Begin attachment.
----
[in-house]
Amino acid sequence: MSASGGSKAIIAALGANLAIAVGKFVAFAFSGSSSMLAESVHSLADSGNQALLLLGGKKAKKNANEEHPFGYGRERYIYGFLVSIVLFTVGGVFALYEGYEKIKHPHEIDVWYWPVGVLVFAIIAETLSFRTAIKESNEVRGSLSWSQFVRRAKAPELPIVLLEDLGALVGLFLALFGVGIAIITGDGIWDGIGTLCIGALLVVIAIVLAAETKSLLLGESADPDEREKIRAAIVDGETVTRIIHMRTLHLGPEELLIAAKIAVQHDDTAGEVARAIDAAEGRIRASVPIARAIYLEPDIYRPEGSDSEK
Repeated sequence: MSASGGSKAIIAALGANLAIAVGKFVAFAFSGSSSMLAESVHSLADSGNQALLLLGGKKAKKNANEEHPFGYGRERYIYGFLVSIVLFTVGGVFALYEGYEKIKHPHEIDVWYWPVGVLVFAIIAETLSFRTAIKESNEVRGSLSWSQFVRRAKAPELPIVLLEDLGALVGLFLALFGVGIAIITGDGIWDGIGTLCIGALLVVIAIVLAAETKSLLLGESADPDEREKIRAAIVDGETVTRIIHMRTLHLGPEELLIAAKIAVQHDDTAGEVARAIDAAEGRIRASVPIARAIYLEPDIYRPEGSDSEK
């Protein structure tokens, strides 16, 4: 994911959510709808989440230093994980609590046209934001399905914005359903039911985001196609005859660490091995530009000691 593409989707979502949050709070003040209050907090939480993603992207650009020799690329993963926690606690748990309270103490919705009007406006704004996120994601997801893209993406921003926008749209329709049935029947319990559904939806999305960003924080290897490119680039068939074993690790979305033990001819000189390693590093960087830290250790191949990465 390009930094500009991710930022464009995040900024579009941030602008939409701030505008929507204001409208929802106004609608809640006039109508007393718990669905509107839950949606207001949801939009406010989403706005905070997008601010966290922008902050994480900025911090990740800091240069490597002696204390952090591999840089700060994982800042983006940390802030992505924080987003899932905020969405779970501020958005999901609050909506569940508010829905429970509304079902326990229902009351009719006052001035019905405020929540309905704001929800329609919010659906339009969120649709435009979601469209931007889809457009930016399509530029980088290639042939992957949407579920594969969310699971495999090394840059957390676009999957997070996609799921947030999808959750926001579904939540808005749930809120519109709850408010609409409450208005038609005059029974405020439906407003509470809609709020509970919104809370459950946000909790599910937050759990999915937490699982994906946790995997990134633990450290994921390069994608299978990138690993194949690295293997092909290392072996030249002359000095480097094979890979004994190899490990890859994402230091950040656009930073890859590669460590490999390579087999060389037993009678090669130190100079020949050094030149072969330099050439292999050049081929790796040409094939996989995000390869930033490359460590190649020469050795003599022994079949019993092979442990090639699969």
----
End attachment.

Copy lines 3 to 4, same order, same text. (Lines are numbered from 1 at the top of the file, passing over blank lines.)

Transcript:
Repeated sequence: MSASGGSKAIIAALGANLAIAVGKFVAFAFSGSSSMLAESVHSLADSGNQALLLLGGKKAKKNANEEHPFGYGRERYIYGFLVSIVLFTVGGVFALYEGYEKIKHPHEIDVWYWPVGVLVFAIIAETLSFRTAIKESNEVRGSLSWSQFVRRAKAPELPIVLLEDLGALVGLFLALFGVGIAIITGDGIWDGIGTLCIGALLVVIAIVLAAETKSLLLGESADPDEREKIRAAIVDGETVTRIIHMRTLHLGPEELLIAAKIAVQHDDTAGEVARAIDAAEGRIRASVPIARAIYLEPDIYRPEGSDSEK
């Protein structure tokens, strides 16, 4: 994911959510709808989440230093994980609590046209934001399905914005359903039911985001196609005859660490091995530009000691 593409989707979502949050709070003040209050907090939480993603992207650009020799690329993963926690606690748990309270103490919705009007406006704004996120994601997801893209993406921003926008749209329709049935029947319990559904939806999305960003924080290897490119680039068939074993690790979305033990001819000189390693590093960087830290250790191949990465 390009930094500009991710930022464009995040900024579009941030602008939409701030505008929507204001409208929802106004609608809640006039109508007393718990669905509107839950949606207001949801939009406010989403706005905070997008601010966290922008902050994480900025911090990740800091240069490597002696204390952090591999840089700060994982800042983006940390802030992505924080987003899932905020969405779970501020958005999901609050909506569940508010829905429970509304079902326990229902009351009719006052001035019905405020929540309905704001929800329609919010659906339009969120649709435009979601469209931007889809457009930016399509530029980088290639042939992957949407579920594969969310699971495999090394840059957390676009999957997070996609799921947030999808959750926001579904939540808005749930809120519109709850408010609409409450208005038609005059029974405020439906407003509470809609709020509970919104809370459950946000909790599910937050759990999915937490699982994906946790995997990134633990450290994921390069994608299978990138690993194949690295293997092909290392072996030249002359000095480097094979890979004994190899490990890859994402230091950040656009930073890859590669460590490999390579087999060389037993009678090669130190100079020949050094030149072969330099050439292999050049081929790796040409094939996989995000390869930033490359460590190649020469050795003599022994079949019993092979442990090639699969």